Performance and Power Tradeoffs At 7/5nm


Semiconductor Engineering sat down to discuss power optimization with Oliver King, CTO at Moortec; João Geada, chief technologist at Ansys; Dino Toffolon, senior vice president of engineering at Synopsys; Bryan Bowyer, director of engineering at Mentor, a Siemens Business; Kiran Burli, senior director of marketing for Arm's Physical Design Group; Kam Kittrell, senior product management group d... » read more

Redefining The Power Delivery Network


Reliably getting power around a package containing multiple dies, potentially coming from multiple sources, or implemented in diverse technologies, is becoming much more difficult. The tools and needed to do this in an optimized manner are not all there today. Nevertheless, the industry is confident that we can get there. For a single die, the problem has evolved slowly over time. "For a ... » read more

Preparing For A Barrage Of Physical Effects


Advancements in 3D transistors and packaging continue to enable better power and performance in a given footprint, but they also require more attention to physical effects stemming from both increased density and vertical stacking. Even in planar chips developed at 3nm, it will be more difficult to build both thin and thick oxide devices, which will have an impact on everything from power to... » read more

Aging Problems At 5nm And Below


The mechanisms that cause aging in semiconductors have been known for a long time, but the concept did not concern most people because the expected lifetime of parts was far longer than their intended deployment in the field. In a short period of time, all of that has changed. As device geometries have become smaller, the issue has become more significant. At 5nm, it becomes an essential par... » read more

Lower Resistance Protects Against Failure In IC Design


By Fady Fouad, Esraa Swillam, and Jeff Wilson When you’re fighting off a threat, you typically want all the resistance you can muster. In IC design, on the other hand, minimizing resistance is crucial to success in power structure design. As metals get narrower with technology node advances, resistance levels rise, and voltage drop (IR) and electromigration (EM) issues grow, both in number... » read more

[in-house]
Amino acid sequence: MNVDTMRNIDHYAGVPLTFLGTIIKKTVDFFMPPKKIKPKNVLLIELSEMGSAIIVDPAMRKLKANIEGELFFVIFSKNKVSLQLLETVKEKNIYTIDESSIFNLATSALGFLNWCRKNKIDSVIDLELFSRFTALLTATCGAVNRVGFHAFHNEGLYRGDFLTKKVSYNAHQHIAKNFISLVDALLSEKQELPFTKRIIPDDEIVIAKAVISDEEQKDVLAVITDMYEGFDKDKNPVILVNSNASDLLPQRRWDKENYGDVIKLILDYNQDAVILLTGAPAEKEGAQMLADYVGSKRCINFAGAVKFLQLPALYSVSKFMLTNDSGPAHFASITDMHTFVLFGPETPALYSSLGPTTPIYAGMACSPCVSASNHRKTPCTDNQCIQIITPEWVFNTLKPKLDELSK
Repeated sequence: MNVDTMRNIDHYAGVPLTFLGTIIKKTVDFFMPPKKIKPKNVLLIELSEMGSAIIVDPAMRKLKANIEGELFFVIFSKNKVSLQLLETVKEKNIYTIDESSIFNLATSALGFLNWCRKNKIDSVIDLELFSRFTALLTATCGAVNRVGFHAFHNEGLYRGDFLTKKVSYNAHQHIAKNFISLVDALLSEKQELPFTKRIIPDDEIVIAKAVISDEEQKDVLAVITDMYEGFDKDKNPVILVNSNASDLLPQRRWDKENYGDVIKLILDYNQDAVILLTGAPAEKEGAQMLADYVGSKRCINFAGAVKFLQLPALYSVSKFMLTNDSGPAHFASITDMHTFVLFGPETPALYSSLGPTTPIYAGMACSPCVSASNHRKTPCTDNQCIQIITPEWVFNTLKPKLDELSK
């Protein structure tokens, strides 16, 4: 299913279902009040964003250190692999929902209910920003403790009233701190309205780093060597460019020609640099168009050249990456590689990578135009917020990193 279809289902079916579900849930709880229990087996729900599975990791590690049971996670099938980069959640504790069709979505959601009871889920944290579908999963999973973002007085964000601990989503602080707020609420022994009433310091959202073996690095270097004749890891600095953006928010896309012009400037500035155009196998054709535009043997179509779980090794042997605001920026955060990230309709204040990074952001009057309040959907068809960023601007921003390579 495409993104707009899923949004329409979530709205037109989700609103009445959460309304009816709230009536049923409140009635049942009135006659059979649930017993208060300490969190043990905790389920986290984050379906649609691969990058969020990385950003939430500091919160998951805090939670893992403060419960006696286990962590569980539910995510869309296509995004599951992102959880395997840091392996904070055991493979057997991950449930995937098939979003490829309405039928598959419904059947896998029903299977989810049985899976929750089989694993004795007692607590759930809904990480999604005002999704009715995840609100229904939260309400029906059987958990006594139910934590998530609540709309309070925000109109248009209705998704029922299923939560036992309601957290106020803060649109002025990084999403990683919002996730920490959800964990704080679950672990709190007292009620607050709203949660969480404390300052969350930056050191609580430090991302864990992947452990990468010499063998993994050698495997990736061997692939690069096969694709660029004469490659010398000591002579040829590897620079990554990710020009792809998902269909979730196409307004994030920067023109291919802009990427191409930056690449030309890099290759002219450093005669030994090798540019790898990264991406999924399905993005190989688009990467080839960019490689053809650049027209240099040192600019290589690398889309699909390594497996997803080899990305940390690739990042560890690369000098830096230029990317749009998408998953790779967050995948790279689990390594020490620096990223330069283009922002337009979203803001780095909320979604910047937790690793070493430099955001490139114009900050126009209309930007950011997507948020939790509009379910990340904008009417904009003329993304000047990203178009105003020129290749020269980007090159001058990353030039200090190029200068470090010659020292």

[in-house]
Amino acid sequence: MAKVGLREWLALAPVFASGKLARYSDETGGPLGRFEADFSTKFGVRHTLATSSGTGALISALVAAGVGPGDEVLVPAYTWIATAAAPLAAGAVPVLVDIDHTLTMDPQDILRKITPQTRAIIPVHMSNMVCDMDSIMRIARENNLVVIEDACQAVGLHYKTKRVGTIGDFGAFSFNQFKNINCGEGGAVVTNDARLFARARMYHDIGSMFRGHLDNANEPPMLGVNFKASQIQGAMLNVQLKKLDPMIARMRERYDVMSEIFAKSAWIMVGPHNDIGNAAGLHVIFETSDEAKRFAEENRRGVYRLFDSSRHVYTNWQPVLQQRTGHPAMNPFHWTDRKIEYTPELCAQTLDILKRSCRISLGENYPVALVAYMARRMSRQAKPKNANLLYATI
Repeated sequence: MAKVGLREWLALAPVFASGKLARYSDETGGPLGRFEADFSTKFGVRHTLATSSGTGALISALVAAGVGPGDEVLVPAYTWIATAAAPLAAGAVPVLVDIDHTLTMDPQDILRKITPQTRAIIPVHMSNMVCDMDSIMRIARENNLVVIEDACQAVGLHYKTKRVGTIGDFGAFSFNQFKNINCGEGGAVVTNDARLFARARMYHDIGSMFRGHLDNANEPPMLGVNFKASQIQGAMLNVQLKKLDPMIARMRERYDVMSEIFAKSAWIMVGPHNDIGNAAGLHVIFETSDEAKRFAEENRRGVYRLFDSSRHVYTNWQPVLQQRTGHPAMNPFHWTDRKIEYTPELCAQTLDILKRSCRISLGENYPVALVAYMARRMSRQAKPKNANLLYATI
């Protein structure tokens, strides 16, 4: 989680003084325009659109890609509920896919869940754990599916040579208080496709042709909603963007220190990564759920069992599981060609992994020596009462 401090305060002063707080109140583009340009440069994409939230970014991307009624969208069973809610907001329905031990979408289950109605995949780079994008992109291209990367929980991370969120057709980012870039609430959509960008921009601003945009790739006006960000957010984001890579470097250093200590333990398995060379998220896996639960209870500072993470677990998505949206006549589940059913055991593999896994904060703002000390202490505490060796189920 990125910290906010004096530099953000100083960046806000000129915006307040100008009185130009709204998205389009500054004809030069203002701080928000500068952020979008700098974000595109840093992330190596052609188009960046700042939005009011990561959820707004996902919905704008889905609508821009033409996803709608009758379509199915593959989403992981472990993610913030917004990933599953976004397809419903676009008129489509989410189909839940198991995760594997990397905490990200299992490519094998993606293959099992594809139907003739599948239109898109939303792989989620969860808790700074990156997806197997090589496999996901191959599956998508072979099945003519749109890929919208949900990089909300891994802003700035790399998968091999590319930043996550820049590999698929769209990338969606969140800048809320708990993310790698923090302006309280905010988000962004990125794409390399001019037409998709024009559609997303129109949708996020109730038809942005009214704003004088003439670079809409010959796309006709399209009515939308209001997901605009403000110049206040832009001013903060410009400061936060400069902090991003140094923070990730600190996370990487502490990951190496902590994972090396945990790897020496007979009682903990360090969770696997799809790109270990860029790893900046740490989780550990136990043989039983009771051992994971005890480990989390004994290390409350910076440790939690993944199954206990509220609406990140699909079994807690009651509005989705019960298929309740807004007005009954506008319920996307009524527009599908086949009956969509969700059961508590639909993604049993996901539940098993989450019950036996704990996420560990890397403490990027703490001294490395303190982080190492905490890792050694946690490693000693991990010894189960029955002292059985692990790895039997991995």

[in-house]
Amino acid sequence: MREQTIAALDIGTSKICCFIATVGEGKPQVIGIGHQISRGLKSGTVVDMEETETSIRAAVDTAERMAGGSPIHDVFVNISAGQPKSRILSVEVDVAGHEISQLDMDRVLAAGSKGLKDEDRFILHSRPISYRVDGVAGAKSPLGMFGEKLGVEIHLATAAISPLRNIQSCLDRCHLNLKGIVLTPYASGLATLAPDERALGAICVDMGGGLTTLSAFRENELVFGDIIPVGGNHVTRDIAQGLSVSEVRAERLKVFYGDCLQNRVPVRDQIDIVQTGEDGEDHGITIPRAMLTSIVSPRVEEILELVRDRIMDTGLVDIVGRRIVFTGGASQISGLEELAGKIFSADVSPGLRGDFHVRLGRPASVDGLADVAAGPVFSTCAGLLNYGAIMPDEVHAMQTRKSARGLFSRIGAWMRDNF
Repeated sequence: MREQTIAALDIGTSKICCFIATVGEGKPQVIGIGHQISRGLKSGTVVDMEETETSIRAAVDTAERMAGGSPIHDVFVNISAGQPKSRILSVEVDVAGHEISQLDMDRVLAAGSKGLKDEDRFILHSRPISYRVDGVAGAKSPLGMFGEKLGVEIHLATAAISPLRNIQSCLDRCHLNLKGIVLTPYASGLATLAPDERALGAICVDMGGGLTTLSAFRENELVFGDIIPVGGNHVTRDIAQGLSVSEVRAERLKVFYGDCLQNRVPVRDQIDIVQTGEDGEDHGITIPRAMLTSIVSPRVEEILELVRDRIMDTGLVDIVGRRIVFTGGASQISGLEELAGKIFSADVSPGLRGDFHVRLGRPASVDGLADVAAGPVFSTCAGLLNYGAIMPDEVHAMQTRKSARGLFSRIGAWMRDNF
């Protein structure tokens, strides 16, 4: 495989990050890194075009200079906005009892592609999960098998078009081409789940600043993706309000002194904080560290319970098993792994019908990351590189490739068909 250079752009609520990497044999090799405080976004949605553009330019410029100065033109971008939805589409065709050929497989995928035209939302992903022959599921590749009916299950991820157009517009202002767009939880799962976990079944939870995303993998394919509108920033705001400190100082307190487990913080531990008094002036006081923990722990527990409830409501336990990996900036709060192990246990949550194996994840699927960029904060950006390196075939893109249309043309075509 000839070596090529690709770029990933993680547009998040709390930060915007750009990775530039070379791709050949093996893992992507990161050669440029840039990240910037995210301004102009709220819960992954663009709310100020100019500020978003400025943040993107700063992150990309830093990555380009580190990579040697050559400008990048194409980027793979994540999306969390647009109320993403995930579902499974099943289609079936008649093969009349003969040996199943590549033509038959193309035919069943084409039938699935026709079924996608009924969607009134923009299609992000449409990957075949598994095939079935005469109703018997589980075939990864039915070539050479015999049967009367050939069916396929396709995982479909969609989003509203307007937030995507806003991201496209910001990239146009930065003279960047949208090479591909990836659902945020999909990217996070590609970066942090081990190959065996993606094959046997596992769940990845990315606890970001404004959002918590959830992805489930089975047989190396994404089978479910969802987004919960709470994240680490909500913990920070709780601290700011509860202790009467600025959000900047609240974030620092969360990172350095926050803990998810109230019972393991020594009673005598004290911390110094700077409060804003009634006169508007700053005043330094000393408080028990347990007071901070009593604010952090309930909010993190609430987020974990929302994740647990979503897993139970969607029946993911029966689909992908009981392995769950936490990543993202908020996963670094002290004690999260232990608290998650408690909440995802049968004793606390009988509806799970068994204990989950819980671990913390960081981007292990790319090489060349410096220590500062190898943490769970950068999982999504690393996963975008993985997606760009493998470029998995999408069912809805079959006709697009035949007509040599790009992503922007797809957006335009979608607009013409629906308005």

Reducing IR And EM Issues With Automated Via Insertion


IR drop and EM issues are significant performance and reliability detractors at advanced nodes. Adding vias is the most effective means of correction, but traditional custom scripts are difficult and time-consuming, and do not guarantee correct-by-construction vias. The Calibre YieldEnhancer PowerVia utility uses manufacturing requirements to perform automated insertion of DRC/LVS-clean vias. R... » read more

Ensuring Coverage In Large SoCs


Sven Beyer, product manager for design verification at OneSpin Solutions, talks about why formal technology is required to ensure coverage in some of the newest chips, how it deals with potential interactions and different use cases, and why it is gaining traction in automotive applications. » read more

Big Design, IP and End Market Shifts In 2020


EDA is on a roll. Design starts are up significantly thanks to increased investment in areas such as AI, a plethora of new communications standards, buildout of the Cloud, the race toward autonomous driving and continued advancements in mobile phones. Many designs demand the latest technologies and push the limits of complexity. Low power is becoming more than just reducing wasted power at t... » read more

Using Static Analysis For Functional Safety


Fadi Maamari, group director for R&D at Synopsys, explains why static analysis is suddenly in demand in auto chip design, how it can help to choose the best implementation of functional safety approaches, and where it fits into the design flow. » read more

A Reliable I/O Ring For A Reliable SoC


What is an input/output (I/O) ring, and why should I care about it? If you’re a system-on-chip (SoC) designer, you had better know the answer to that question. SoCs are the darlings of the semiconductor industry—they combine all the typical functionality of a computer (central processing unit (CPU), memory, input/output (I/O) ports, and storage) on a single chip. They’re particularly popu... » read more

← Older posts